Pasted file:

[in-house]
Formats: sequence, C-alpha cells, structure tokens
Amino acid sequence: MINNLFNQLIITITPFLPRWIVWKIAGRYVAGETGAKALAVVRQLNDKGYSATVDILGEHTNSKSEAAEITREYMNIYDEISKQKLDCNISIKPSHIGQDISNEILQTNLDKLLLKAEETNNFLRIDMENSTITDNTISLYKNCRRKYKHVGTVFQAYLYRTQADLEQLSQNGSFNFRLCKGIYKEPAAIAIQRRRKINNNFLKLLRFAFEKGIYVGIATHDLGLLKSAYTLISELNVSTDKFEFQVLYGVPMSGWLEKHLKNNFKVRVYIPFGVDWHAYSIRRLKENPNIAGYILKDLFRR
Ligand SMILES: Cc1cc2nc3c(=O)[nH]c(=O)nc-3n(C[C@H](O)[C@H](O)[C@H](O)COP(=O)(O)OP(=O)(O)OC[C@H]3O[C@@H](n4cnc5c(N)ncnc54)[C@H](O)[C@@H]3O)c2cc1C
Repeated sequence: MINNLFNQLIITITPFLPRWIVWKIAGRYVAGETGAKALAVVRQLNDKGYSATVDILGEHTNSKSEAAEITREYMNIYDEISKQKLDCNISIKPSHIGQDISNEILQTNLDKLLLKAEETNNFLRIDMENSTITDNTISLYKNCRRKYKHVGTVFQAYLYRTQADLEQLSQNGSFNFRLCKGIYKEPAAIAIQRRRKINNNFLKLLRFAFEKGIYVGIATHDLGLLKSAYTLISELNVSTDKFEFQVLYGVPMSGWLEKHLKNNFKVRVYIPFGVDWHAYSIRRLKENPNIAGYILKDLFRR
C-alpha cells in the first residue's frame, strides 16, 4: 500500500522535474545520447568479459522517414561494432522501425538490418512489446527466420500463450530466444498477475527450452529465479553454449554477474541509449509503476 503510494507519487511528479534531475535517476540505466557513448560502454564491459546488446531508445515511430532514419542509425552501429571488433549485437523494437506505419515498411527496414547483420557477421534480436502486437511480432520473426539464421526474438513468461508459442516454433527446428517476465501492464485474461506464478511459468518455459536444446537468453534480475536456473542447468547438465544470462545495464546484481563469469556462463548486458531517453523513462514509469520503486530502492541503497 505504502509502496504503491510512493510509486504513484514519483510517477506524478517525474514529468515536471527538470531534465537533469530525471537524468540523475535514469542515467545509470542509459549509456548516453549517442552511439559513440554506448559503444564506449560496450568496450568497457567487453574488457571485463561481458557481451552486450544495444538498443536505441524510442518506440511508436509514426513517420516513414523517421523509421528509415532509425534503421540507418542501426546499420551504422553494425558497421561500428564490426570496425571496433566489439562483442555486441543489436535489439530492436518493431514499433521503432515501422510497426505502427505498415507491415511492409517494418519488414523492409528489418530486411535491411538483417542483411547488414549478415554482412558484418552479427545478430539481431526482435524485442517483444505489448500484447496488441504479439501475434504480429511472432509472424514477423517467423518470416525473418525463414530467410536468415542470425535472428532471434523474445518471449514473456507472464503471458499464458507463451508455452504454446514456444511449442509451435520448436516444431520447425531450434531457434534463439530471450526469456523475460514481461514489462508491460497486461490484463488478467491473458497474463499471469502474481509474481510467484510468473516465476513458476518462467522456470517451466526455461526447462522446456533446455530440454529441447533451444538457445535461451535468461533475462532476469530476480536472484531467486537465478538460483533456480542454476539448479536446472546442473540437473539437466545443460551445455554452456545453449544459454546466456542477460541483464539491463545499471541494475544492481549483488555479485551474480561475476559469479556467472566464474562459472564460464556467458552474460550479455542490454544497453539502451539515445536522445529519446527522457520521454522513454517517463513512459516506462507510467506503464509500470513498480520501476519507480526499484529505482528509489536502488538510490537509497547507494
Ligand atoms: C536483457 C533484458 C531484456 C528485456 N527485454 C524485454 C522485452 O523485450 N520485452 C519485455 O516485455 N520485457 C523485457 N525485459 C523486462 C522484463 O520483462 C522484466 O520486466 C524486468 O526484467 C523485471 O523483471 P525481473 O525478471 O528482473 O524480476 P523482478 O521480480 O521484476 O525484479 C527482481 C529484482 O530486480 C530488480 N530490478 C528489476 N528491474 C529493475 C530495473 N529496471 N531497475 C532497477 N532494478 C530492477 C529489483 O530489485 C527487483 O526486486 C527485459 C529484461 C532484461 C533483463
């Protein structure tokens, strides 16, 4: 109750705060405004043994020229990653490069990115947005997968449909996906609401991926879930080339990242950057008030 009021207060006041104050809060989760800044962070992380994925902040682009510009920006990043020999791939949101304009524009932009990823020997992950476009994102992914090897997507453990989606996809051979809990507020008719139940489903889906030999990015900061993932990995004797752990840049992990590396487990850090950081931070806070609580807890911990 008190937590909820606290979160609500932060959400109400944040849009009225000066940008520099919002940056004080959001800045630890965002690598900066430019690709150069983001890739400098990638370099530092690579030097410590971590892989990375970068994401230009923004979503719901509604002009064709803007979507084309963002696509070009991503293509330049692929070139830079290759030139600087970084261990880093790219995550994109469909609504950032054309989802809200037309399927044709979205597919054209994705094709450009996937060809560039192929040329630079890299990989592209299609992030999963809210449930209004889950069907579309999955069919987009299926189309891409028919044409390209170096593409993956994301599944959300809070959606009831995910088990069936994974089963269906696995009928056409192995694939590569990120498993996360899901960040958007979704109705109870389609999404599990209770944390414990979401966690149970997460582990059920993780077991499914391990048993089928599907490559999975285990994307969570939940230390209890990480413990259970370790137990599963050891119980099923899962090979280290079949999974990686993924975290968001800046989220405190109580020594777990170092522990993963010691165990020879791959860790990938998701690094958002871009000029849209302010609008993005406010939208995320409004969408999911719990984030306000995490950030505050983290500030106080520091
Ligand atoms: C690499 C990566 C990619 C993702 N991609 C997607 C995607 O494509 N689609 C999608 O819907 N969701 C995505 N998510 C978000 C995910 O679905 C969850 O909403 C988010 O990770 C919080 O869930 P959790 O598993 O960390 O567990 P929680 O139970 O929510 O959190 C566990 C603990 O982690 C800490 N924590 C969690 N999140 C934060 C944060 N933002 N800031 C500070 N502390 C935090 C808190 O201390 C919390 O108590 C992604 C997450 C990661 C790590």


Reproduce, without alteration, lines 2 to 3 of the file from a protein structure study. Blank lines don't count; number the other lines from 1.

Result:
Formats: sequence, C-alpha cells, structure tokens
Amino acid sequence: MINNLFNQLIITITPFLPRWIVWKIAGRYVAGETGAKALAVVRQLNDKGYSATVDILGEHTNSKSEAAEITREYMNIYDEISKQKLDCNISIKPSHIGQDISNEILQTNLDKLLLKAEETNNFLRIDMENSTITDNTISLYKNCRRKYKHVGTVFQAYLYRTQADLEQLSQNGSFNFRLCKGIYKEPAAIAIQRRRKINNNFLKLLRFAFEKGIYVGIATHDLGLLKSAYTLISELNVSTDKFEFQVLYGVPMSGWLEKHLKNNFKVRVYIPFGVDWHAYSIRRLKENPNIAGYILKDLFRR